I went shark diving March 21st, 2013 for the first time in Gansbaai, South Africa with my sister Leanne Plummer and best friends Peter Lipscombe, Richard Lipscombe and Monica Kronfli .. and managed to catch this on film!!
Video uploaded by Bryan Plummer on 22. March 2013 :
A shark totally ignores the bait and goes straight for the cage!! He gets his head inside the cage, while fellow diver Roger (who got married the day before), acted quickly to swim below the gaping sharks mouth and to avoid any injury.
Apologies for any profanity in the video.. it was an out of control situation.
Shark fears bite business at dive school
One of Perth’s biggest scuba diving businesses has had to offer extraordinary discounts to lure people into the water after an unprecedented spate of shark attacks slashed its profitability.
Perth Diving Academy, which has shops in Hillarys and Balcatta and runs diving courses off Perth, said its business was so badly affected by hysteria over the attacks it was offering the “no chicken special”.
Under the deal with the advertising pitch “gutsy divers wanted”, customers are credited the $495 cost of the academy’s training course for use on later dives.
“With all the bad media about sharks, you would think the waters around Perth are shark infested, with divers being eaten every day,” the advertisement says.
“The reality is there are more sharks but the risk of a shark attack is still lower than dying from a bee sting.
“Shark hype keeps people who are chicken out of the water. We don’t want chickens, we want keen people who want to go diving.”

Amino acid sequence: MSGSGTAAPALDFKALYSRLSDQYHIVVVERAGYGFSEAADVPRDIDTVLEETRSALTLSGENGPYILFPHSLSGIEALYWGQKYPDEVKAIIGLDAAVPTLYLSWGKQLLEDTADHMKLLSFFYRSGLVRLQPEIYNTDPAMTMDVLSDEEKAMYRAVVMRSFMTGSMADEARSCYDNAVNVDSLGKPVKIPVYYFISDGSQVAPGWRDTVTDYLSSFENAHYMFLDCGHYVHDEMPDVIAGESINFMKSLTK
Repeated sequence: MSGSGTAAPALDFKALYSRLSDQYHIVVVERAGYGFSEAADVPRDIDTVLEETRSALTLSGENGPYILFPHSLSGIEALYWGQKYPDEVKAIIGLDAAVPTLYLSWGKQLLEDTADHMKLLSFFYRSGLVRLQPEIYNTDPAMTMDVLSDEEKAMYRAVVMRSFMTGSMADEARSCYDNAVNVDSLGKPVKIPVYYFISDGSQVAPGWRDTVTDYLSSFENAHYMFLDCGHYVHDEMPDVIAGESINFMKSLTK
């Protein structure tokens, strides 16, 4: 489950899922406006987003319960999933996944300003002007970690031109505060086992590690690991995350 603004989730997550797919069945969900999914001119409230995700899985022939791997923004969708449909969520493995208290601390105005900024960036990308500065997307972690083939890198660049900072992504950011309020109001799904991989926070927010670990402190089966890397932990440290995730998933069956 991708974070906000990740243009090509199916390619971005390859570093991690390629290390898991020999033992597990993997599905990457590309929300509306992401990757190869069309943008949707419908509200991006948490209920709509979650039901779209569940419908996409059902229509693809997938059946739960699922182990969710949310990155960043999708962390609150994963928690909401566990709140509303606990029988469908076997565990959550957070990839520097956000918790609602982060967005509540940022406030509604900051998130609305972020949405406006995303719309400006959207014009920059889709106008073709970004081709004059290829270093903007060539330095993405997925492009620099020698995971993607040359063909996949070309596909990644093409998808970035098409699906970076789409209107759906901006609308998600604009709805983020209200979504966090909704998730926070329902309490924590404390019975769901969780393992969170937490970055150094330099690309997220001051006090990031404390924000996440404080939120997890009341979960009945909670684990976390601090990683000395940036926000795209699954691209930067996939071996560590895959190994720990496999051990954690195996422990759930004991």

Simon Jones, a part owner the academy, said the five fatal shark attacks in 10 months in 2011 and 2012 undoubtedly scared people away from diving.
Mr Jones said as diving course participation fell away, turnover plummeted about 25 per cent, costing the academy hundreds of thousands of dollars.
Despite the setback, the 56-year-old said the retail offer appeared to be working and the number of people signing up to the course had returned to normal.
“I can’t counter people’s fears and all the hype,” Mr Jones said.
“All I can do is say, ‘yes, there’s a risk but it’s minuscule, come out, we’ll show you how to do it and you’ll have a fantastic time’.
“We need to get people in because we know that if we don’t get people in doing the courses, you don’t sell them the gear, you don’t get them out on the boat doing dives and all of a sudden our business, which was doing quite nicely, just dries up.
“Any diving business in Perth that tells you it hasn’t had a downturn in the past couple of years is lying to you.”
Sources: The West Australian, Perth Diving Academy Hillarys.
Daniel Mercer, The West Australian,
March 18, 2013